Select Page

A Vital Book for Middle Schoolers, with Essential Information for High Schoolers & Parents

“Shut Up: Silence the Negative Thoughts in your Head,” by Christy Pierce is a book that would be very significant for middle school students (and their parents) to read. And for high school students, who are already well into these trenches, this book review provides relevant advice.

Ultimately, “Shut Up” points out –

  • There are multi-faceted reasons for the anxiety/depression epidemic in teens today.
  • Many young people are under great pressure resulting in struggles of low self-worth, shame, perfectionism, self-hatred, performance anxiety, generalized anxiety, depression, guilt, obsessive thoughts, hopelessness, and suicidal thoughts.
  • Kids are not talking to adults like they should because they are believing lies about them instead of trusting them.
  • Because of the dark nature of common thoughts and modern behaviors, evil forces must be at play a lot of the time.
  • There are 4 kinds of thoughts speaking to youth today. They are the voices of: others (can be good or bad), self (can be good or bad), the Enemy (always bad) or God (always good). Many teens today are not listening to any of the good voices because the bad voices are so loud.
  • The ultimate solution is determining to learn how to tune into God’s Voice.

Jen’s Keeping Room Tips:

Middle Schoolers –

  • Read this book for the stats, stories, and solutions. You will need them, if you don’t already.

High Schoolers –

  • Get it out in the open. You are either hearing about anxiety, depression, and damaging thoughts; or you’re dealing with it personally. Transparency walks you to freedom! (1 Jn. 1:5-10)
  • Most of you have at least one wonderful adult in your life that you can talk to about hard matters. Choose to believe that. Stop buying into the lies that adults in your life will judge you. Trusting an adult with your battles will be the best thing you ever did.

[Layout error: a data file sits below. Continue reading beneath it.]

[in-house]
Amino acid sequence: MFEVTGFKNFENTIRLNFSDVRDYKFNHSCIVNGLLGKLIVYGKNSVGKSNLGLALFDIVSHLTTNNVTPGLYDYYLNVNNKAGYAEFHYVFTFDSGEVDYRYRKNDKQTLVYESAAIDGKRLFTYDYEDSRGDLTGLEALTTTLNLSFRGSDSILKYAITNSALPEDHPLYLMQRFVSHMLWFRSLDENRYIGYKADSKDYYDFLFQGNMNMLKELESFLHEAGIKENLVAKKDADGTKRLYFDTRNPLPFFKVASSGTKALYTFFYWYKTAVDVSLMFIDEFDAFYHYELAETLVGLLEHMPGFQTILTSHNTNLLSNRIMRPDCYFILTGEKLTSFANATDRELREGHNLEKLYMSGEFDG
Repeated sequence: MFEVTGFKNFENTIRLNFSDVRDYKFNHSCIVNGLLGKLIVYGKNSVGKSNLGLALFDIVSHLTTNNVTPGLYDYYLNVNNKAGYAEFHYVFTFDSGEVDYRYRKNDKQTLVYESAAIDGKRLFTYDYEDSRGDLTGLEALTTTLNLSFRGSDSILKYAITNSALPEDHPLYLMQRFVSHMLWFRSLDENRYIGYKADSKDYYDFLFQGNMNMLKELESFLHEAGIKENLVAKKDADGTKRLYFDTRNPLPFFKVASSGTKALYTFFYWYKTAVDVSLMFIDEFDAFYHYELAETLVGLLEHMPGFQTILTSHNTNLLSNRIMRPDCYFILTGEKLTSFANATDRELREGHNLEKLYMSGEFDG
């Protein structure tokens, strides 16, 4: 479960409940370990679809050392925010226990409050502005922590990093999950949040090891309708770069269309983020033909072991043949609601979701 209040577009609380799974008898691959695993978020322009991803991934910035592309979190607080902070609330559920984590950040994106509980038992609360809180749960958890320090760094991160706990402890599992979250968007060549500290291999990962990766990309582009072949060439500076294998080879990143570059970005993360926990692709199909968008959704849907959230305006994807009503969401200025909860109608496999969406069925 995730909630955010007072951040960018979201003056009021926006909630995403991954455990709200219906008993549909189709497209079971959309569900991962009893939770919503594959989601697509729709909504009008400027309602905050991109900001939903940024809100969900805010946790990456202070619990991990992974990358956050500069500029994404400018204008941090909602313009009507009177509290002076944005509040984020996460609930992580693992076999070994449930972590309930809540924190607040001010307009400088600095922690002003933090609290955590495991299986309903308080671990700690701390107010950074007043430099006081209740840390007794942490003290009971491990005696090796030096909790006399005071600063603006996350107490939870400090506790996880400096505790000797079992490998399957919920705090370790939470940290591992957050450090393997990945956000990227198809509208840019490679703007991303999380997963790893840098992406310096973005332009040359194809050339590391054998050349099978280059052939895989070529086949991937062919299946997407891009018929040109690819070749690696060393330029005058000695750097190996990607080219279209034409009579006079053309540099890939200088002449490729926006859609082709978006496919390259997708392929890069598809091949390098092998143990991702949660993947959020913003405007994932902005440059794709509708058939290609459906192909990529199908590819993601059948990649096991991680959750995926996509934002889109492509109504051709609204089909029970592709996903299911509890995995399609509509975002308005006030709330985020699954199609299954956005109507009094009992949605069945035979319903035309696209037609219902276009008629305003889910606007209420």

• The very safest adults encourage you to believe God’s voice and not the enemy’s. Stop shutting Christian adults out. Tell them everything and let them speak soothing, life-changing Truth into your mind and heart.

Adults –

  • Taking seriously the impact of spiritual forces doesn’t mean you are being mystic. First, spiritual warfare is entirely Biblical, and second, it really does explain the degree of darkness present in the struggles of this generation (prevalence of mental illness, cutting, eating disorders, and suicide).
  • Work overtime to show youth that you’re safe. Be approachable so they will come talk to you and/or ask you if they can work with someone to help them expose negative thoughts and listen to God’s voice. If needed, help them find the right mentor, youth pastor, discipleship-leader, or counselor to come alongside you/them in this journey. Give them plenty of grace, and do not shame them for dealing with these matters.
  • “Shut Up” does talk about demons, but don’t let that keep this book away from your middle schooler. Read it first, or alongside them, and be encouraged that God’s power prevails over darkness.